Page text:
The systolic inequality says that if we take any metric on an n-dimensional torus with volume 1, then we can find a non-contractible curve in the torus with length at most C(n). A remarkable feature of the inequality is how general it is: it holds for all metrics.
In a sequence of recent papers, Sudan and coauthors have investigated the relation between testability of properties of Boolean functions and the invariance of the properties with respect to transformations of the domain. Linear-invariance is arguably the most common such symmetry for natural properties of Boolean functions on the hypercube. Hence, it is an important goal to find necessary and sufficient conditions for testability of linear-invariant properties.
A (q,k,t)-design matrix is an m x n matrix whose pattern of zeros/non-zeros satisfies the following design-like condition: each row has at most q non-zeros, each column has at least k non-zeros and the supports of every two columns intersect in at most t rows. We prove that for $m\geq n$, the rank of any $(q,k,t)$-design matrix over a field of characteristic zero (or sufficiently large finite characteristic) is at least $n - (qtn/2k)^2$ .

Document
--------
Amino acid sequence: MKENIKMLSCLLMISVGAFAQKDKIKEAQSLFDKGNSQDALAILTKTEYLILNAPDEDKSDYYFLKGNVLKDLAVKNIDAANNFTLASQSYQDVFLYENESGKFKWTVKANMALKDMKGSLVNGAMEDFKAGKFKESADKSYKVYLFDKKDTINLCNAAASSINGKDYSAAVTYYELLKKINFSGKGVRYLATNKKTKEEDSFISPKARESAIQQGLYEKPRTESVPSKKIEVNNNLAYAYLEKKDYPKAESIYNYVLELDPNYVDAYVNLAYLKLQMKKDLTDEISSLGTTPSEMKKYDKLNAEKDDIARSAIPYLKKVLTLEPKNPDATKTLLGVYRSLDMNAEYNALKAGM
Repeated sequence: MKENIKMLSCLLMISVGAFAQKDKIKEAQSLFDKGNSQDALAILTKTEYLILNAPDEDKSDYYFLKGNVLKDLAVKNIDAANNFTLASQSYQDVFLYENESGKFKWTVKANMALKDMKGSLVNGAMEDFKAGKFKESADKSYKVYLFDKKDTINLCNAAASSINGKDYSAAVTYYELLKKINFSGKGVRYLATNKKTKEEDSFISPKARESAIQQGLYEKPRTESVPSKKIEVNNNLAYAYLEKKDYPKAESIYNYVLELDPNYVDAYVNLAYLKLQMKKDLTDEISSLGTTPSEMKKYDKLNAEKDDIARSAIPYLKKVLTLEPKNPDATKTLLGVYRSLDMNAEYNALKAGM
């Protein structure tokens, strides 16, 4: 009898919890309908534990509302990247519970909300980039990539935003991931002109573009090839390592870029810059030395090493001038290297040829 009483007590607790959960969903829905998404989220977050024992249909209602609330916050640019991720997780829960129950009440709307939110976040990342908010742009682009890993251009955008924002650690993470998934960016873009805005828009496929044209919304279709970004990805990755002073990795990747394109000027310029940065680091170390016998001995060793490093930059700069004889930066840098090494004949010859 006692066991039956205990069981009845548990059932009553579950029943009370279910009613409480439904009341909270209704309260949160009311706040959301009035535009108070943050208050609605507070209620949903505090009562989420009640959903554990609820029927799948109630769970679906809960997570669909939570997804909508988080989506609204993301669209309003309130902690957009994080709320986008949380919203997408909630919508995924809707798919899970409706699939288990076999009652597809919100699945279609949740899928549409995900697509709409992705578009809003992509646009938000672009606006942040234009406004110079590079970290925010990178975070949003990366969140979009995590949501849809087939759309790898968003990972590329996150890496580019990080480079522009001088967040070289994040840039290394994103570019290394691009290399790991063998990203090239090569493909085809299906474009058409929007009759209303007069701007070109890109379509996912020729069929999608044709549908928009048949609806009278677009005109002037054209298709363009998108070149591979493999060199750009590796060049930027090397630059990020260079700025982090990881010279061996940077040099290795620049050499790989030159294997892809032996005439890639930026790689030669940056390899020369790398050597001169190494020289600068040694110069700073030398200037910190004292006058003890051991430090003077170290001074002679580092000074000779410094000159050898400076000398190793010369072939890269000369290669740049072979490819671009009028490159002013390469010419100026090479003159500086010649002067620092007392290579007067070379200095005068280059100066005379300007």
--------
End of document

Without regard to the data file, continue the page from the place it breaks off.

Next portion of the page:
Using this result we derive the following applications:
Associated to any simplicial graph there is a right-angled Coxeter group. Invariants of the Coxeter group such as its growth series or its weighted L^2 Betti numbers can be computed from the graph's clique complex (i.e., its flag complex).
Let p be an odd prime number and let F be a totally real field. Let F_cyc be the cyclotomic extension of F generated by the roots of unity of order a power of p . From the maximal abelian extension of F_cyc which is unramified (resp. unramified outside auxiliary primes), we get exact sequences of Iwasawa modules. We will discuss how splitting of these exact sequences are linked to Leopoldt conjecture for F and p . (JW with C. Khare)
we will describe various models of sparse and planar graphs and the associated distributions of eigenvalues (and eigenvalue spacings) which come up. The talk will be light on theorems, and heavy on experimental data.